Validating culturally diverse students

Validating culturally diverse students

By studying multiple generations of Black families in the Northeastern Albemarle region of North Carolina, I search for family knowledge that can transfer into teacher education.I explore historical and contemporary family struggles and hopes regarding school desegregation.Culturally relevant teaching is a term created by Gloria Ladson-Billings (1994) to describe “a pedagogy that empowers students intellectually, socially, emotionally, and politically by using cultural referents to impart knowledge, skills, and attitudes.” Participating in culturally relevant teaching essentially means that teachers create a bridge between students’ home and school lives, while still meeting the expectations of the district and state curricular requirements.

Teachers must to accept the reality that many of their students will come to their classrooms with cultural, ethnic, linguistic, racial, and social class backgrounds that are different from their own.One of the most prominent student retention theorists is Vincent Tinto.Tintos theory, first published in 1975, focused on 4-year institutions, but his findings are also applicable to community colleges.Families uphold a spiritual faith that learning to read and write is directly relevant to leading a holistic spiritual life.Families also tell stories of struggle and share hope-filled stories of how even in the face of adversity, members of their family were able to survive and succeed within the educational system that was not initially created to benefit Black families.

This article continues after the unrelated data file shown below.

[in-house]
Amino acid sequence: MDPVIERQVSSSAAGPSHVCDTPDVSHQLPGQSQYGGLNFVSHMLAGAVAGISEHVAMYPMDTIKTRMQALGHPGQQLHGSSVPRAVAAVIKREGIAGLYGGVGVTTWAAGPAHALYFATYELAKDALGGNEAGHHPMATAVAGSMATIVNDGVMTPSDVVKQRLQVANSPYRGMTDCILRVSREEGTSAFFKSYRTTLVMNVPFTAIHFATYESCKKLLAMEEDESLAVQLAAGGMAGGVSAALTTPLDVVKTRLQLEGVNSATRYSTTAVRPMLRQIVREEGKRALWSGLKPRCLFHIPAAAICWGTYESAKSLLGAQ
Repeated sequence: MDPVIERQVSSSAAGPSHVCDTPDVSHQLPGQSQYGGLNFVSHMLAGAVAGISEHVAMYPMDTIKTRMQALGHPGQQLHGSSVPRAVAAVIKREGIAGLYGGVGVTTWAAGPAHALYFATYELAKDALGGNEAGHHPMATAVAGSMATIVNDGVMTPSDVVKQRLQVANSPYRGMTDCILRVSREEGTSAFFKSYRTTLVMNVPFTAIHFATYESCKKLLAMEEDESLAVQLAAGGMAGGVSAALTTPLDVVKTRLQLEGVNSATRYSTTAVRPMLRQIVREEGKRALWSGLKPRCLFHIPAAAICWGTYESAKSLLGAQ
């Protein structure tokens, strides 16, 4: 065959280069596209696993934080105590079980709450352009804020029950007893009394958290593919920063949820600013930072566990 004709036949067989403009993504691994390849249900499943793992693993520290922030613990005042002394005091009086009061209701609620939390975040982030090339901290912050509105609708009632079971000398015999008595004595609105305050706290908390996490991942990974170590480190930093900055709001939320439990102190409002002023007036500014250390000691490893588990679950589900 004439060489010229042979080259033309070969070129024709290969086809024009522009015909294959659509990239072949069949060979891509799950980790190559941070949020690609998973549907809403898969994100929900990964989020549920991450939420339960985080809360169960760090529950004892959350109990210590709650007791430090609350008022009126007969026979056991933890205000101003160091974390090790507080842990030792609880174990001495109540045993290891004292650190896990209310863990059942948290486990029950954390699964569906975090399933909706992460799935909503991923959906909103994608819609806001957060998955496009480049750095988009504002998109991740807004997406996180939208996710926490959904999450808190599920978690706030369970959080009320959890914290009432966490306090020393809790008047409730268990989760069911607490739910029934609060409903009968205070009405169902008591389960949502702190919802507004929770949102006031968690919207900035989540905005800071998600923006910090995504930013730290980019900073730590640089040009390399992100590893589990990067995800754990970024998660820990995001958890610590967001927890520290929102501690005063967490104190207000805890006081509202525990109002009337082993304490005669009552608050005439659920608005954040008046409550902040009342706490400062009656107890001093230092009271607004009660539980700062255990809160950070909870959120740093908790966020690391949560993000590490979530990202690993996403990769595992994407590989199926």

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Understanding student retention theory and how it can be applied in the classroom can improve student retention by helping faculty make better decisions regarding planning and teaching their courses.

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